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Our veterinary dermatologists routinely diagnose and manage autoimmune skin diseases. These disorders should be suspected if pets have blisters, ulcers or crusts on the skin or near the mucous membranes or if their skin has lost or changed its pigment. Skin biopsies are required to confirm the diagnosis and successful treatment requires the usage of medication to suppress the immune system. Pets with autoimmune skin disease require frequent medication adjustment and they must be carefully monitored in order to avoid medication side effects.

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What Is A Board Certified Veterinary Dermatologist?

A veterinary dermatologist is a doctor who specializes in the diagnosis, treatment, and prevention of benign and malignant disorders of the ears, skin, mouth, hair, and nails. A veterinary dermatologist has also had significant training in the diagnosis and treatment of allergic disorders in pets.

While your general practitioner veterinarian can diagnose and treat many routine skin ailments, certain diseases and injuries require the care of a doctor who has had specialized training in veterinary dermatology in order to provide the very best outcome for your pet.

Why Does My Pet Need A Veterinary Dermatologist?

While your general practitioner veterinarian can handle many aspects of your pet's care, just as in human medicine, sometimes there is a need for the attention of a specialist. If your pet has a complicated or difficult problem, your pet may need the care of a veterinary dermatologist. You can be assured that a veterinarian who knows when to refer you and your pet for more specialized diagnostic work or treatment is one that is caring and committed to ensuring your pet receives the highest standard of medical care for his or her problem.

What Special Problems Does A Veterinary Dermatologist Treat?

Skin problems are some of the most common reasons owners bring their pet to the veterinarian. Most routine skin problems can be handled by your general practitioner veterinarian. Certain skin problems, however, can be difficult to diagnose and treat and the help of a specialist may be required. These include skin problems associated with allergies, parasite infestations, infectious, autoimmune, and endocrine (hormonal) diseases, chronic or recurrent ear infections, diseases of the feet, footpad, or nails, and skin cancers.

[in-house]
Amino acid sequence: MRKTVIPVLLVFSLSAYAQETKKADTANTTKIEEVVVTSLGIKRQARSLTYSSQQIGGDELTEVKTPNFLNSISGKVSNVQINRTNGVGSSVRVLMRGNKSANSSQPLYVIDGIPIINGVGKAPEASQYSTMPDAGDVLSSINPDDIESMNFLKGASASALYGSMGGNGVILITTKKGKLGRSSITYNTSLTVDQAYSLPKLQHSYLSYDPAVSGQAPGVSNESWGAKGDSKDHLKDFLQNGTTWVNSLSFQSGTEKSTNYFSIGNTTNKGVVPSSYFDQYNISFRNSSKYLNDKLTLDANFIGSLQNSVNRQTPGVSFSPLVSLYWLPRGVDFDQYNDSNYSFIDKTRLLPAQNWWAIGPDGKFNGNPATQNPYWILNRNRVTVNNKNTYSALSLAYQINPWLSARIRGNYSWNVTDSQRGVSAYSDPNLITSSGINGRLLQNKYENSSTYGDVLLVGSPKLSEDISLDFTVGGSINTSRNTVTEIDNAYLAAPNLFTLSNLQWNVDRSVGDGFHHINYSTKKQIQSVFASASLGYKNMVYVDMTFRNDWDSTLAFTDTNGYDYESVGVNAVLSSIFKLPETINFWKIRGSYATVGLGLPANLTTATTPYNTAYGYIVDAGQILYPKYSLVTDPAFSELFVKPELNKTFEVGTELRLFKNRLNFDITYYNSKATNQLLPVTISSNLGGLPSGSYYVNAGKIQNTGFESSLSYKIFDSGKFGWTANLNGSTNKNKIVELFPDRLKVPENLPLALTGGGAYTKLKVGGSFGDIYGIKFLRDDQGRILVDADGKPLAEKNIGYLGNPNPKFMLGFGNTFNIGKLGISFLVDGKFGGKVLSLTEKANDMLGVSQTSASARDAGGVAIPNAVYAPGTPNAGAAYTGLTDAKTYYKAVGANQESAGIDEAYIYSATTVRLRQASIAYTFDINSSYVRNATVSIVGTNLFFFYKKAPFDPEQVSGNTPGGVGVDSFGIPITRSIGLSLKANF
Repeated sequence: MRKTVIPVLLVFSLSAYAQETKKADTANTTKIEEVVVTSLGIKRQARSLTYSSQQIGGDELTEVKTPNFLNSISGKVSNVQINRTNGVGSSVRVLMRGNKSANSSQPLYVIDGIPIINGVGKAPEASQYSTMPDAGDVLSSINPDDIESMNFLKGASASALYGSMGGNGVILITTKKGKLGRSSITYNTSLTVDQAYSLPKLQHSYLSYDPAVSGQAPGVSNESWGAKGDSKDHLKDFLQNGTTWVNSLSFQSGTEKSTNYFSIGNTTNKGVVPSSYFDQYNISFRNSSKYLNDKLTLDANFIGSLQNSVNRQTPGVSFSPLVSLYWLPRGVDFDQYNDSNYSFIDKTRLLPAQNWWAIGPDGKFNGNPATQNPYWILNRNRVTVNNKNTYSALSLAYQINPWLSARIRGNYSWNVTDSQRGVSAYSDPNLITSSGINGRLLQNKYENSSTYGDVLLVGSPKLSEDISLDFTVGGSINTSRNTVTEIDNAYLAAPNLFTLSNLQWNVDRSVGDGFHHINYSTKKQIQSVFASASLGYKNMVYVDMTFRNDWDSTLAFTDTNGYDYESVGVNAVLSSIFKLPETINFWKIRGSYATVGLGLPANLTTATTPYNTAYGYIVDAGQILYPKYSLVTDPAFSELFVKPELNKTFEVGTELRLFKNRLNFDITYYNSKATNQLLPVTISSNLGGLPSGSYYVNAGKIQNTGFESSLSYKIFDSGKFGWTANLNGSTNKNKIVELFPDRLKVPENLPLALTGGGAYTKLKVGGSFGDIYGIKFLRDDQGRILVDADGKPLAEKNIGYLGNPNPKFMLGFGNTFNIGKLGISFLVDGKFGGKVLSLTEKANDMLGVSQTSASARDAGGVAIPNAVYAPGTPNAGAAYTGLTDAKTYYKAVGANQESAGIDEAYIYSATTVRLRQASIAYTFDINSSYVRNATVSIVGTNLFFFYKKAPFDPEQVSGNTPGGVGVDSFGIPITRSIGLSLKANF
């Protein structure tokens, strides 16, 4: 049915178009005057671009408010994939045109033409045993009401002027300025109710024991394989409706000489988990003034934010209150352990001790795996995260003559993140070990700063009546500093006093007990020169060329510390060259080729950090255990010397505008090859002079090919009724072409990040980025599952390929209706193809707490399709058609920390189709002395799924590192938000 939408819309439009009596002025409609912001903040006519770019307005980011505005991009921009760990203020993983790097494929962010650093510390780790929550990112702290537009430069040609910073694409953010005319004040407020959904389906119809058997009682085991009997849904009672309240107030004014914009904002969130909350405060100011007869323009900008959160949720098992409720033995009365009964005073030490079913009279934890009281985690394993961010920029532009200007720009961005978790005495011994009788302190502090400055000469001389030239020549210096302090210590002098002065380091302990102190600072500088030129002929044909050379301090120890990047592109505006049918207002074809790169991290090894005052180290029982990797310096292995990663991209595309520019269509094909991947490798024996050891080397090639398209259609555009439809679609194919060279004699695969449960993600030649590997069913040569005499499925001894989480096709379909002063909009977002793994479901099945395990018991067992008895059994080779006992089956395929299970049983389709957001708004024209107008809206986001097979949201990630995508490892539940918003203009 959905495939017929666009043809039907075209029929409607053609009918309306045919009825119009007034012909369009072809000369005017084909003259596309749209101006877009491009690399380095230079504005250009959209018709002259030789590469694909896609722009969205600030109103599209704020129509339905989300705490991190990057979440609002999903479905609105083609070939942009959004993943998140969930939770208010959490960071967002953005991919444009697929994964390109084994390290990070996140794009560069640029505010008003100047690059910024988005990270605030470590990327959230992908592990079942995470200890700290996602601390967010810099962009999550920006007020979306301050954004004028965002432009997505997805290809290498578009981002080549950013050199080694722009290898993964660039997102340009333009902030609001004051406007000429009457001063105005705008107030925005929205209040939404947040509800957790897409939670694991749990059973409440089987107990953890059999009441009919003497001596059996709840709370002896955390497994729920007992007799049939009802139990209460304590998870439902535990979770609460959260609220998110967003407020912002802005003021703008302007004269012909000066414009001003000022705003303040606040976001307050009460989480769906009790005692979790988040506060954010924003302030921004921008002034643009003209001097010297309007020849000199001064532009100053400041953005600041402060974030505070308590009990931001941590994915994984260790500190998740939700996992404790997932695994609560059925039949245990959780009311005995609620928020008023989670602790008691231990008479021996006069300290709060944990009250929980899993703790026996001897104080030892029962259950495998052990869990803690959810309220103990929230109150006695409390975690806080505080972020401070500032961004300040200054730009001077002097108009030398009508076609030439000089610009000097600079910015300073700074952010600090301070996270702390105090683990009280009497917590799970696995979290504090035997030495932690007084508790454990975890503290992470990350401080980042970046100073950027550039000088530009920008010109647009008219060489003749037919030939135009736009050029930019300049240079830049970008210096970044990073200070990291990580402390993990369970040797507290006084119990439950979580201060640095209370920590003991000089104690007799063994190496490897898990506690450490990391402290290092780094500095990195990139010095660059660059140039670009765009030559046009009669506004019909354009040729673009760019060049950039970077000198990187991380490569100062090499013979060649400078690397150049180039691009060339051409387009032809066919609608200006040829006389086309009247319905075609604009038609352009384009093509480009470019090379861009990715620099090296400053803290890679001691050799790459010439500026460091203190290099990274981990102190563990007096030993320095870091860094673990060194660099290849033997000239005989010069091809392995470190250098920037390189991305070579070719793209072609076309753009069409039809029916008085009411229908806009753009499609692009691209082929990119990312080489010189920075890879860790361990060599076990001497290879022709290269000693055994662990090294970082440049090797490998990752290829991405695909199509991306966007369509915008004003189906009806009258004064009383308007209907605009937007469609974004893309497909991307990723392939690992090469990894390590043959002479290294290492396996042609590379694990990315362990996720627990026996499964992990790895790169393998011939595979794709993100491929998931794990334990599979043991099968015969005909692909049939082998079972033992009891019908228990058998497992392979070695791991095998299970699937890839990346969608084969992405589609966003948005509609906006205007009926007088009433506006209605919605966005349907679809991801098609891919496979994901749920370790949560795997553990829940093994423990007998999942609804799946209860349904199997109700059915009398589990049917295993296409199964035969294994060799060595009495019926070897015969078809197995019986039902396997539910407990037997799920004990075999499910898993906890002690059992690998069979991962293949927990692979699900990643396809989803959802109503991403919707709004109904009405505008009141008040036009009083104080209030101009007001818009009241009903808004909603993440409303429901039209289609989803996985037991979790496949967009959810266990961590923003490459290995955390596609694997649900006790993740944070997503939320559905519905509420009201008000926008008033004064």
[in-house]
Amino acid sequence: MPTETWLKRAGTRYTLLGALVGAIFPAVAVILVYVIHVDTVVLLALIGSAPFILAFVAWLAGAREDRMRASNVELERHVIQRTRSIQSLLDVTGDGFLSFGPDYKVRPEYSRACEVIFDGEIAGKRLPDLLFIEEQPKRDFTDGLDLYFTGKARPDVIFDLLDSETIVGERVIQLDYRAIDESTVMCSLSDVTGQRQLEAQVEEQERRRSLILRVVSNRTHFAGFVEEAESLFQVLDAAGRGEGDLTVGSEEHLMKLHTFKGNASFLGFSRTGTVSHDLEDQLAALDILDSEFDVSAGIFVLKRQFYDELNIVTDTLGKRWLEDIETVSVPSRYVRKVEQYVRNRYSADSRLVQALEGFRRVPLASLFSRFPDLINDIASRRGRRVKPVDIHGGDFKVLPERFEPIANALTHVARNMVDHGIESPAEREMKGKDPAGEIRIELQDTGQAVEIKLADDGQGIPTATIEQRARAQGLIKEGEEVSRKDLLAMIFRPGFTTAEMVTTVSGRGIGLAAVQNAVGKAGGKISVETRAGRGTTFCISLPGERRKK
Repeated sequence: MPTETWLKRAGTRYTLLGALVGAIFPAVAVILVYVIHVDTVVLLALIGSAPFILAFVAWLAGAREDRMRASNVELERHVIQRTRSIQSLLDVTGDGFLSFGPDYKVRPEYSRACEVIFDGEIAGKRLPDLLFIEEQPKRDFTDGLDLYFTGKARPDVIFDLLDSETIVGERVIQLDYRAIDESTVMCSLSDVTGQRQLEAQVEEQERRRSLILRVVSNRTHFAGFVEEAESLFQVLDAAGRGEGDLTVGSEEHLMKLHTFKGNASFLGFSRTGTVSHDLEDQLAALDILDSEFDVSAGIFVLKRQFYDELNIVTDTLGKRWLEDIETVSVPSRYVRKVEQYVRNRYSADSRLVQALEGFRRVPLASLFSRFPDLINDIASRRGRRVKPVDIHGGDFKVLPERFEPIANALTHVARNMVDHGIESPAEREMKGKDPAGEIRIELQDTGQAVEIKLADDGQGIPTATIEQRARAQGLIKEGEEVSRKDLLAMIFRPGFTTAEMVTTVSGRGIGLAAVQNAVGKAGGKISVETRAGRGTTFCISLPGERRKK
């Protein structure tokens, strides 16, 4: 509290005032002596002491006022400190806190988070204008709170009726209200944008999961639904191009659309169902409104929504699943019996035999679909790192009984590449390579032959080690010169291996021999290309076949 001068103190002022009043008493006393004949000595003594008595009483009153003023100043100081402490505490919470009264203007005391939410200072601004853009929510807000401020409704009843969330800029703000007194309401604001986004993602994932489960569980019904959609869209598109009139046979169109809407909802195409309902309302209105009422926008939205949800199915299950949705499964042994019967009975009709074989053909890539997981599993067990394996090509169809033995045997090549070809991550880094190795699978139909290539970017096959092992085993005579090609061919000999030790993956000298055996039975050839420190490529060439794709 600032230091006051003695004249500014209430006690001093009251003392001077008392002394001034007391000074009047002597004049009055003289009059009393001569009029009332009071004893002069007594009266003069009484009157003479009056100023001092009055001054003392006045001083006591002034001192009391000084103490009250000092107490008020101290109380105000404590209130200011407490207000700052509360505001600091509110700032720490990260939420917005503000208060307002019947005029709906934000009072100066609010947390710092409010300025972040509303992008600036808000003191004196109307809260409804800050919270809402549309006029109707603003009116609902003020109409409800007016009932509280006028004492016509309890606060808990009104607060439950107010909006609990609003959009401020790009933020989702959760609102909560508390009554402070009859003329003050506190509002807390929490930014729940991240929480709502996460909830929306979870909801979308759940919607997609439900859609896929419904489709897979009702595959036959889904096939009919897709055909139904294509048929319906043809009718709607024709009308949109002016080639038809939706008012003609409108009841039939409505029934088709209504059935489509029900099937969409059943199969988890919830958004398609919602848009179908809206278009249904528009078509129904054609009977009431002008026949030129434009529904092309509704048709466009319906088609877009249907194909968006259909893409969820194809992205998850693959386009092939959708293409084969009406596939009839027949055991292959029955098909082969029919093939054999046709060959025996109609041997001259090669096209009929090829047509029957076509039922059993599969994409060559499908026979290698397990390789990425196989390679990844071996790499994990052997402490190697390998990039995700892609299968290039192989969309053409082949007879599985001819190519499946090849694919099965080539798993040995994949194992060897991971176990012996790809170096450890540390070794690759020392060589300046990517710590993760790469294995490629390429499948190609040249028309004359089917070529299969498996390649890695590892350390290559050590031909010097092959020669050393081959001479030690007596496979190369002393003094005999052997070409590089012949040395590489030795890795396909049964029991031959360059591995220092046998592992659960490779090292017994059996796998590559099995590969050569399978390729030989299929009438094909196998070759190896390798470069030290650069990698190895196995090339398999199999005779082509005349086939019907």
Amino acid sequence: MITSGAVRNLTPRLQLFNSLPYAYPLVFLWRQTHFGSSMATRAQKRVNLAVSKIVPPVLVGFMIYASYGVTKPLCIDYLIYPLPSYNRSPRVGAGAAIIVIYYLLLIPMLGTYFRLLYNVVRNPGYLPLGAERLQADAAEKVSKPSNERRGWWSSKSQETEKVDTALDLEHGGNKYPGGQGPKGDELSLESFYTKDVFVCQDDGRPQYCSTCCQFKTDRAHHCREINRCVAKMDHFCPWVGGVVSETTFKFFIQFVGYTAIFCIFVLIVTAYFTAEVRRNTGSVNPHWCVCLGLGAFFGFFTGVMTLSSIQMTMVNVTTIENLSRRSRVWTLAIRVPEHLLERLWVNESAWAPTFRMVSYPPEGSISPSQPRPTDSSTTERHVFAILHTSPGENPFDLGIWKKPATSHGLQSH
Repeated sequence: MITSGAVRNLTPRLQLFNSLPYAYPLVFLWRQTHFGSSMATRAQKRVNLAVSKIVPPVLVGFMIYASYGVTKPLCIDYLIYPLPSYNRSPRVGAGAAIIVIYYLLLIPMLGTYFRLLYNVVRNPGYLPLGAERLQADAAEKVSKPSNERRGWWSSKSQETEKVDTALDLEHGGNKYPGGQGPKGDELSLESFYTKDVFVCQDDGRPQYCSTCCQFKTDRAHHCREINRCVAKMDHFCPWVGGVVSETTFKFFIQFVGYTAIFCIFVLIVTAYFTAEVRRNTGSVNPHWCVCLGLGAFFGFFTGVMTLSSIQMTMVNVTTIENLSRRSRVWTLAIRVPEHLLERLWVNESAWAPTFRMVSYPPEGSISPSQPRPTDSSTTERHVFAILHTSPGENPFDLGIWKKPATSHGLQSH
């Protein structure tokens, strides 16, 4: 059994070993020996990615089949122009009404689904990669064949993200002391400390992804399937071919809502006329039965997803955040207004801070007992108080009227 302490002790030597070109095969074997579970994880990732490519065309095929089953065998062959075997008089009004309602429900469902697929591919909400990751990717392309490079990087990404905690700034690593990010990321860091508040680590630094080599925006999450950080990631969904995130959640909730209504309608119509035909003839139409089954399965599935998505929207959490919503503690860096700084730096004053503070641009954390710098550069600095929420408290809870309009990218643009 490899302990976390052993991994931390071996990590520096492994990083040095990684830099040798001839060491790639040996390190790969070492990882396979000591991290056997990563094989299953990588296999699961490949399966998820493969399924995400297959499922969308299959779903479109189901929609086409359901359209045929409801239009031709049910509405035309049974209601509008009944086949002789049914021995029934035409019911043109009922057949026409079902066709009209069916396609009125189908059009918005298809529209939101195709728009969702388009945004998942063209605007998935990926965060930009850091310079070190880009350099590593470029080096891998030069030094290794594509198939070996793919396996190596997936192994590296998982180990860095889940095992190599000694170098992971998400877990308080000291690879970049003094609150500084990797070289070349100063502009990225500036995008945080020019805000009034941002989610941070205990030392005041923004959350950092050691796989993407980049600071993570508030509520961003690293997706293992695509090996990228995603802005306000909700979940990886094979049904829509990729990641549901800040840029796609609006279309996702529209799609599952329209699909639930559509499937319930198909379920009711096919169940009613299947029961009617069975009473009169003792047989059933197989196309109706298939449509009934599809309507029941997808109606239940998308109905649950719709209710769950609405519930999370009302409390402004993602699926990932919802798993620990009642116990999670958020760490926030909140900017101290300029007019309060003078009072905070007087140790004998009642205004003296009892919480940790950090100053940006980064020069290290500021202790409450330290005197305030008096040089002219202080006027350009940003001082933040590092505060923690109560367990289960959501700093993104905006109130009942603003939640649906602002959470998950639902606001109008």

While it is important to realize that your pet's skin problems, especially those that have been developing over a period of time, often aren't solvable overnight, most many can be cured or made much more manageable with the help of a specialist.
The services offered in our Dermatology Department include:

  • The diagnosis and management of allergic skin disease
  • Intradermal and serum testing for aeroallergens
  • Immunotherapy
  • The diagnosis and treatment of ear diseases
  • Video Otoscopy
  • Computer tomography (CT scanning)
  • The diagnosis and management of autoimmune skin disease
  • Removal of skin tumors using a carbon dioxide laser
  • Tissues biopsies

Will My Regular Veterinarian Still Be Involved?

Your veterinary dermatologist will work together with your veterinarian as part of your pet's total veterinary health care team. Your general practitioner veterinarian will still oversee all aspects of your pet's care, but with the added, specialized input of a veterinary dermatologist.

Did You Know?

  • Dogs suffer from seasonal allergies just like people, but unlike us, they tend to scratch rather than sneeze when they are allergic to something.
  • Atopy (allergic inhalant dermatitis) occurs in approximately 10% to 15% of the dog population, usually starting between the ages of 1 and 3 years. Pets can even be allergic to the skin dander from other pets in the same household!

If you believe your pet is in need of a veterinary dermatologist, talk to your general practitioner veterinarian about a referral to VCA VREC.

Our Dermatology Services

Allergy Management
Autoimmune Skin Disease Management
Dermatology Overview

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